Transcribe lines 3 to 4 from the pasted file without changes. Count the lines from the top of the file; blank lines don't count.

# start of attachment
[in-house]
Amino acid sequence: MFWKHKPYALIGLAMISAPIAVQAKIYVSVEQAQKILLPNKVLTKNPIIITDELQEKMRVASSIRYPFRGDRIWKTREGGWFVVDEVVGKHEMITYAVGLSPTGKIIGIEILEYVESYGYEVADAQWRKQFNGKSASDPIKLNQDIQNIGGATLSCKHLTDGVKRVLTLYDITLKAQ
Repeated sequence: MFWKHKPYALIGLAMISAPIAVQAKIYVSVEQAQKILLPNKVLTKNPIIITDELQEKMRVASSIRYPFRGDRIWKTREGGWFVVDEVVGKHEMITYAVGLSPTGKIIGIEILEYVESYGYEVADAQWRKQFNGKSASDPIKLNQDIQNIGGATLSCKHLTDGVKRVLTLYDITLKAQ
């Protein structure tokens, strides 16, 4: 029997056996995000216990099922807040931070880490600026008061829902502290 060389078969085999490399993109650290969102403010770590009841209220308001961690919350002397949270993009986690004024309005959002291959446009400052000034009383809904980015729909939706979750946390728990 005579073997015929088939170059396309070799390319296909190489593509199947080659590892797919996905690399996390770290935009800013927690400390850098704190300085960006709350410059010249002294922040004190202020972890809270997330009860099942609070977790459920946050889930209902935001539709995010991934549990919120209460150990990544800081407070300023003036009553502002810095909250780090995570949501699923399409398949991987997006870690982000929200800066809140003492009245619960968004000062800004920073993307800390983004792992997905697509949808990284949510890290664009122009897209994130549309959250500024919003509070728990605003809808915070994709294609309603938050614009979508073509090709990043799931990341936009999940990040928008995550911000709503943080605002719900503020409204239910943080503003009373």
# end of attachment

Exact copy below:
Repeated sequence: MFWKHKPYALIGLAMISAPIAVQAKIYVSVEQAQKILLPNKVLTKNPIIITDELQEKMRVASSIRYPFRGDRIWKTREGGWFVVDEVVGKHEMITYAVGLSPTGKIIGIEILEYVESYGYEVADAQWRKQFNGKSASDPIKLNQDIQNIGGATLSCKHLTDGVKRVLTLYDITLKAQ
């Protein structure tokens, strides 16, 4: 029997056996995000216990099922807040931070880490600026008061829902502290 060389078969085999490399993109650290969102403010770590009841209220308001961690919350002397949270993009986690004024309005959002291959446009400052000034009383809904980015729909939706979750946390728990 005579073997015929088939170059396309070799390319296909190489593509199947080659590892797919996905690399996390770290935009800013927690400390850098704190300085960006709350410059010249002294922040004190202020972890809270997330009860099942609070977790459920946050889930209902935001539709995010991934549990919120209460150990990544800081407070300023003036009553502002810095909250780090995570949501699923399409398949991987997006870690982000929200800066809140003492009245619960968004000062800004920073993307800390983004792992997905697509949808990284949510890290664009122009897209994130549309959250500024919003509070728990605003809808915070994709294609309603938050614009979508073509090709990043799931990341936009999940990040928008995550911000709503943080605002719900503020409204239910943080503003009373």